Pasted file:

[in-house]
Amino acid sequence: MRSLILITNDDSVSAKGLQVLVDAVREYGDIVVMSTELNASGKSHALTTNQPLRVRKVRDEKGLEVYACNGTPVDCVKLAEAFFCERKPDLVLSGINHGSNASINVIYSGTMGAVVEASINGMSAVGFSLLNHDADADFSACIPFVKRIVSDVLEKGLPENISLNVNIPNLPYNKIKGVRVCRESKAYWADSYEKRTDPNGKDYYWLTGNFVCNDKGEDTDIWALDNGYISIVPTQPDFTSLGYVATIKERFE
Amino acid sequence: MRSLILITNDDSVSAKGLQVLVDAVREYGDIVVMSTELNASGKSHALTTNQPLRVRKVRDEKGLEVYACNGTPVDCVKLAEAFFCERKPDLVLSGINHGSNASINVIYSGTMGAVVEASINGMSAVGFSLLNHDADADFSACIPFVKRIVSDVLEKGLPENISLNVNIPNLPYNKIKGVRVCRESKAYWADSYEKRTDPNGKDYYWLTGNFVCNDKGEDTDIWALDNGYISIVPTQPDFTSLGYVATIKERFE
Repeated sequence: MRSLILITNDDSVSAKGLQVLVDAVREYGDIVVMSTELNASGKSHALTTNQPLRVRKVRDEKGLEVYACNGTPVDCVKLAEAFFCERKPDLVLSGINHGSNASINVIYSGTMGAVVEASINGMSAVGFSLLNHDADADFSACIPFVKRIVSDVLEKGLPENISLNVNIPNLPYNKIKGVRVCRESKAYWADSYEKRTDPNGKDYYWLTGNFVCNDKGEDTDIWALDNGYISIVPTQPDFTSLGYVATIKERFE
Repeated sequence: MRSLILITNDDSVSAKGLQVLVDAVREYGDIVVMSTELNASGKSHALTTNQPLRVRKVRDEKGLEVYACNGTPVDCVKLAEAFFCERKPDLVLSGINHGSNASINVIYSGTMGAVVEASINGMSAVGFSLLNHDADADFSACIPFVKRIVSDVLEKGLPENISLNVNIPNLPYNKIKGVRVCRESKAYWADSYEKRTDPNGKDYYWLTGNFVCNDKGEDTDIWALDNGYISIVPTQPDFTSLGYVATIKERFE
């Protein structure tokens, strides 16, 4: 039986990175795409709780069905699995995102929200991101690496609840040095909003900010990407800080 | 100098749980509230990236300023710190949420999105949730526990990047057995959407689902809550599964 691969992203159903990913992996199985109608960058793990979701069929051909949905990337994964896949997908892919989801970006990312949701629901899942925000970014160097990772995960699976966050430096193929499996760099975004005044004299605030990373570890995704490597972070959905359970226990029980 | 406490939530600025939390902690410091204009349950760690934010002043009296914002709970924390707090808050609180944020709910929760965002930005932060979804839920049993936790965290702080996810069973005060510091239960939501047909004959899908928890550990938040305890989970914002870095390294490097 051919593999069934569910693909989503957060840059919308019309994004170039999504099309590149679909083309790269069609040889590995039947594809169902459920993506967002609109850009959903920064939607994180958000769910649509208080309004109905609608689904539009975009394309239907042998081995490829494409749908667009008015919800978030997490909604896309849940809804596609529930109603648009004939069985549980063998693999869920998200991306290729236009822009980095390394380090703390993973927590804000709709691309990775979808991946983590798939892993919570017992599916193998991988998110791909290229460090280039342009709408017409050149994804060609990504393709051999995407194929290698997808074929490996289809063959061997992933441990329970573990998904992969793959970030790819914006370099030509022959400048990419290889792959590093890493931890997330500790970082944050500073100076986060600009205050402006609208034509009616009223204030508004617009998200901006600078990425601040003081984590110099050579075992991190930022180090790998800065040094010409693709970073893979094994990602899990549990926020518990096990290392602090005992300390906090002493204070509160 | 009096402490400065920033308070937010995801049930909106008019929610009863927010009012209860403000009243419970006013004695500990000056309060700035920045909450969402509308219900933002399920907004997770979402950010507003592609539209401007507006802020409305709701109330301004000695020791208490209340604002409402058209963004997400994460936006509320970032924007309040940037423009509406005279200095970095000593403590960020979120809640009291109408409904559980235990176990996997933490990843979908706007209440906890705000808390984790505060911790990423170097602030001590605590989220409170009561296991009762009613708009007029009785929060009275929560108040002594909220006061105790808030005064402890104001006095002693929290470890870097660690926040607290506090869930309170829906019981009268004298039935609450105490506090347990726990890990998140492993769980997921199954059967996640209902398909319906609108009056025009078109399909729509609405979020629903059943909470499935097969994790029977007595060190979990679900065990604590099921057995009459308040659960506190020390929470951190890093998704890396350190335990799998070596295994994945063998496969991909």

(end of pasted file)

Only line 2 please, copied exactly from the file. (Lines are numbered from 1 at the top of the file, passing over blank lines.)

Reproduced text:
Amino acid sequence: MRSLILITNDDSVSAKGLQVLVDAVREYGDIVVMSTELNASGKSHALTTNQPLRVRKVRDEKGLEVYACNGTPVDCVKLAEAFFCERKPDLVLSGINHGSNASINVIYSGTMGAVVEASINGMSAVGFSLLNHDADADFSACIPFVKRIVSDVLEKGLPENISLNVNIPNLPYNKIKGVRVCRESKAYWADSYEKRTDPNGKDYYWLTGNFVCNDKGEDTDIWALDNGYISIVPTQPDFTSLGYVATIKERFE